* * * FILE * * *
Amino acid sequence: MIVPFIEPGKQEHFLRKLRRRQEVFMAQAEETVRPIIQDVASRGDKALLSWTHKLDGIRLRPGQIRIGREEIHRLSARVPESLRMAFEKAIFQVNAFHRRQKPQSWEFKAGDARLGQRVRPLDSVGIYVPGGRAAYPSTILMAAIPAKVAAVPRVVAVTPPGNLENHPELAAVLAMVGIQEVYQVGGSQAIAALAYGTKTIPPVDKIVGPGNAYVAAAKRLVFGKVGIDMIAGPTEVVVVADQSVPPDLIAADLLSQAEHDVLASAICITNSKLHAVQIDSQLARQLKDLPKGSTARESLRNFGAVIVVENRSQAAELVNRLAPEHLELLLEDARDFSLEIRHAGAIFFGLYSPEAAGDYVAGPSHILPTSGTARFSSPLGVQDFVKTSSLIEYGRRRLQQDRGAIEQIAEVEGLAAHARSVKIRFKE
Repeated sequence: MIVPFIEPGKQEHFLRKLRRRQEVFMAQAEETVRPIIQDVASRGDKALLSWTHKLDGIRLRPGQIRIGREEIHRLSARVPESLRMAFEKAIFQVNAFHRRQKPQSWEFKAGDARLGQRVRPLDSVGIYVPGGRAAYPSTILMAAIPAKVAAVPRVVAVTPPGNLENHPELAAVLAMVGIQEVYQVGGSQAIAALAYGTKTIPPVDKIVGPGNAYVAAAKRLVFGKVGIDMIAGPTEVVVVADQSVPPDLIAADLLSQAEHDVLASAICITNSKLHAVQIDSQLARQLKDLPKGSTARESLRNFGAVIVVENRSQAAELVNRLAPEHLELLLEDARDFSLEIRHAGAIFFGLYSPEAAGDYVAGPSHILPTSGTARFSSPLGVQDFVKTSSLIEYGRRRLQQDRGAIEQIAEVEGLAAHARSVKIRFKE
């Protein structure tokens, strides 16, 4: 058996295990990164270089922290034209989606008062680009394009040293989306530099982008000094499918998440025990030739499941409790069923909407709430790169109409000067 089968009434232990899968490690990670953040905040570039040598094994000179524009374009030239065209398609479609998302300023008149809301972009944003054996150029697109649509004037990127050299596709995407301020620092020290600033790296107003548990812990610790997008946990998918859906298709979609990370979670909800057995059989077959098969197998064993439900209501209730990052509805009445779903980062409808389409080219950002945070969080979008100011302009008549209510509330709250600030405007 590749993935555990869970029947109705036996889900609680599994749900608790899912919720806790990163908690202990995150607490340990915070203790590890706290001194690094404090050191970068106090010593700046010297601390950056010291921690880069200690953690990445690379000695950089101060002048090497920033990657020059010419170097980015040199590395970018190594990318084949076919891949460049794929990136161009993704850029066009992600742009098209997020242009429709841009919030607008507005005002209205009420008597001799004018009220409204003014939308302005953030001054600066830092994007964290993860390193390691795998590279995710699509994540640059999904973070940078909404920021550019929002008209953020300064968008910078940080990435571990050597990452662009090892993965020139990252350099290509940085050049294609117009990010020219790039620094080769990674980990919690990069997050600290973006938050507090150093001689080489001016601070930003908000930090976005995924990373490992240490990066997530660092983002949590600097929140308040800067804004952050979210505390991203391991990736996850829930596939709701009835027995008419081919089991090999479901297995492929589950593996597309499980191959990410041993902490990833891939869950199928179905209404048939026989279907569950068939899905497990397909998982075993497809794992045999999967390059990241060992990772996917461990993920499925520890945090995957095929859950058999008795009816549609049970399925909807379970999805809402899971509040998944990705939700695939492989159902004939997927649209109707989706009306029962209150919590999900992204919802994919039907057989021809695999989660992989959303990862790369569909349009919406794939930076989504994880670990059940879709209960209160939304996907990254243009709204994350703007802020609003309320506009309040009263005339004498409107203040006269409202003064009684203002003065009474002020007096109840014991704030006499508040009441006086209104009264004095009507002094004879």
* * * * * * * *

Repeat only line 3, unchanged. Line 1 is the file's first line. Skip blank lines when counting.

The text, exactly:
């Protein structure tokens, strides 16, 4: 058996295990990164270089922290034209989606008062680009394009040293989306530099982008000094499918998440025990030739499941409790069923909407709430790169109409000067 089968009434232990899968490690990670953040905040570039040598094994000179524009374009030239065209398609479609998302300023008149809301972009944003054996150029697109649509004037990127050299596709995407301020620092020290600033790296107003548990812990610790997008946990998918859906298709979609990370979670909800057995059989077959098969197998064993439900209501209730990052509805009445779903980062409808389409080219950002945070969080979008100011302009008549209510509330709250600030405007 590749993935555990869970029947109705036996889900609680599994749900608790899912919720806790990163908690202990995150607490340990915070203790590890706290001194690094404090050191970068106090010593700046010297601390950056010291921690880069200690953690990445690379000695950089101060002048090497920033990657020059010419170097980015040199590395970018190594990318084949076919891949460049794929990136161009993704850029066009992600742009098209997020242009429709841009919030607008507005005002209205009420008597001799004018009220409204003014939308302005953030001054600066830092994007964290993860390193390691795998590279995710699509994540640059999904973070940078909404920021550019929002008209953020300064968008910078940080990435571990050597990452662009090892993965020139990252350099290509940085050049294609117009990010020219790039620094080769990674980990919690990069997050600290973006938050507090150093001689080489001016601070930003908000930090976005995924990373490992240490990066997530660092983002949590600097929140308040800067804004952050979210505390991203391991990736996850829930596939709701009835027995008419081919089991090999479901297995492929589950593996597309499980191959990410041993902490990833891939869950199928179905209404048939026989279907569950068939899905497990397909998982075993497809794992045999999967390059990241060992990772996917461990993920499925520890945090995957095929859950058999008795009816549609049970399925909807379970999805809402899971509040998944990705939700695939492989159902004939997927649209109707989706009306029962209150919590999900992204919802994919039907057989021809695999989660992989959303990862790369569909349009919406794939930076989504994880670990059940879709209960209160939304996907990254243009709204994350703007802020609003309320506009309040009263005339004498409107203040006269409202003064009684203002003065009474002020007096109840014991704030006499508040009441006086209104009264004095009507002094004879």